The store sold most things. I know that there was a toy section on the upper floor. As a child, I would wander around it and look at what was available. I remember that the department did not have a great display of things to interest a child. I remember a friend once bought an archery set here when he was 12-years old. However, his archery days were short-lived, as this would-be Robin Hood broke too many windows of the garden shed, causing his father to take the set away from his son!

I also recall that on the upper floor were the foot ware, haberdashery and stationery departments. I cannot remember where the clothing departments were, but I presume that they too must have been on the upper floor.
On the ground floor, there was a floor-covering department where shoppers could purchase both carpet and linoleum. In those days, lino was the floor covering of choice, since it was what most people could afford. I still can recall the smell of lino and also of the coir or coconut mats.

One of my cousins used to work in the Food department of Dawson’s. She generally was assigned to the Cake Section. There were huge slabs of fruit cake and Cherry Genoa Cake sitting on silver stands. I was occasionally sent to the store to buy some cake for our tea. I am amused now to think that either the scales weighed incorrectly or else my cousin was hard-of-hearing, as my request for half-a-pound of cake always brought me a slice that most certainly weighed much more!

There were several things about Dawson’s that can only be described as bazaar! For example, the store kept a parrot in a large cage and was kept on the ground floor. The reason for this is unknown to me, but I do remember that the bird could talk.

Another oddity about the store took place each Boat Race Day. A friend told me that once the boat race had taken place, each year the store would hoist the flag of the winning crew on the pole at the front apex of the store. If the Oxford crew was victorious it would be a dark blue coloured flag that flew above the East Road-City Road entrance, but if Cambridge won a light blue flag flew. When I was a child, the annual boat race between these universities was a very big deal and many used to bet on the result.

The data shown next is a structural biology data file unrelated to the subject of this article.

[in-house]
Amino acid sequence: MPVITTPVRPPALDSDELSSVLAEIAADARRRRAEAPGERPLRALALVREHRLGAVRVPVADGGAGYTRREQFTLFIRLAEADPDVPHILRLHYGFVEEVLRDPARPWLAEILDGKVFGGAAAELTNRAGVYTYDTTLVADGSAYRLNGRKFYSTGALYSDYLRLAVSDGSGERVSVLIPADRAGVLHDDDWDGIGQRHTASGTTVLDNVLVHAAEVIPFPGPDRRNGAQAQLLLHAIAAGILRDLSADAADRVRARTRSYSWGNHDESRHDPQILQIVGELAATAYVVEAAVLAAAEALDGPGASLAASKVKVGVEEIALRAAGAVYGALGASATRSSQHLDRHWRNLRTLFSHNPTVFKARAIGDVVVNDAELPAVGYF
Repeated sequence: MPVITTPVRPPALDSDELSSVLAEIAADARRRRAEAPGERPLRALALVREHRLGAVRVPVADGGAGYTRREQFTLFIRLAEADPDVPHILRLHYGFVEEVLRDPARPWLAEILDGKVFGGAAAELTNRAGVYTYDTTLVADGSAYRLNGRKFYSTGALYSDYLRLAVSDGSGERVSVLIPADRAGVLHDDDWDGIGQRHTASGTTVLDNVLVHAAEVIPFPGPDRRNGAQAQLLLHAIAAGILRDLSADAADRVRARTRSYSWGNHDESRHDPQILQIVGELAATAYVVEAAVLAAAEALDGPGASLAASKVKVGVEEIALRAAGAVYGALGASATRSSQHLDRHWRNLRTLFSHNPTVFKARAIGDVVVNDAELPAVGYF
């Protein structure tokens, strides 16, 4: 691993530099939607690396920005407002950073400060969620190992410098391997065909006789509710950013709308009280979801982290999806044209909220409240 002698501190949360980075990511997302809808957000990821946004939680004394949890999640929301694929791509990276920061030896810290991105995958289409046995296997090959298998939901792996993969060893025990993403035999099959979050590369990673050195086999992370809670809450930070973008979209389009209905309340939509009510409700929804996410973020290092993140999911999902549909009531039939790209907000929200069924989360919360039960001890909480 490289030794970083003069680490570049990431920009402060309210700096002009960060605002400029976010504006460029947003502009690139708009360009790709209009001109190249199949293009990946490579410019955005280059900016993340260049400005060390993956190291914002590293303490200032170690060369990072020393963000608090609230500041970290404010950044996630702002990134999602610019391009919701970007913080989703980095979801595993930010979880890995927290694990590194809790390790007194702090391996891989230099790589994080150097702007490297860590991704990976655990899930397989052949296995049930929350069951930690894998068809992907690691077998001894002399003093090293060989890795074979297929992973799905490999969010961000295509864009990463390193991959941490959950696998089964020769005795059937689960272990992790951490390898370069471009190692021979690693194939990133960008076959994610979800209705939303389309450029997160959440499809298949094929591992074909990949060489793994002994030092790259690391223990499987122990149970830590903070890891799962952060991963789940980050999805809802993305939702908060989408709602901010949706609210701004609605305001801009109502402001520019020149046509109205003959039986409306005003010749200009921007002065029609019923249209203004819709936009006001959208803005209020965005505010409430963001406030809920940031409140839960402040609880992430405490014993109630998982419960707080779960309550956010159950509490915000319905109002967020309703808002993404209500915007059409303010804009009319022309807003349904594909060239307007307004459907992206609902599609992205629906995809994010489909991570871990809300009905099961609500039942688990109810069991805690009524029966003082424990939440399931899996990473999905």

Racing Collage

Probably the thing I remember most about Dawson’s was the procedure for paying. Having given the assistant your money it was put into a metal tube and hooked into a contraption above the assistant's head.  The assistant then pulled on a string or lever, I cannot recall which, and the tube was propelled along a metal line to a mystery department where the tube was removed and its contents checked. Once the sale was recorded, the tube was filled with the change and a receipt and shot back to the assistant. I always found this process fascinating and imagined a little world of away from the rest of the store where people spent their days emptying and filling these tubes. It is funny what you remember, isn’t it?

(CSPJ: I used to wonder how these flying tubes did not end up in a pile-up somewhere above our heads!)

My sister tells me Dawson's were popular with customers who used the Provident Cheques to pay for goods purchased. The area where Dawson’s stood was surrounded by working class neighbourhoods and, in those days, there were no credit cards and most did not have a chequing account at the bank. Unless they were able to save up the necessary money to make their essential purchases, they were able to do so thanks to the Provident Cheque Company.

In those days, most stores did not have a good security department in place. There were no CCTV cameras where every inch of a store was under scrutiny. Most stores relied on floor walkers who walked around the store supposedly to catch anyone stealing. A friend of mine who shall remain nameless told me that he enjoyed helping himself to numerous items as a child and, luckily for him, he was never caught.

(CSPJ: I used to enjoy helping myself to little bits and pieces in Woolworth’s. Mind you, the store detectives were quick-of-the-mark and one had often to run quickly out through the doors to escape their long arm!)

Maureen Halliday, London



I would like to thank Maureen for sending me the photograph of Dawson’s and allowing me to share it with readers. I am also grateful to her for sharing her memories of the stores ……… although gone, certainly not forgotten.





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Copyrightę 2011 - : Charles S. P. Jenkins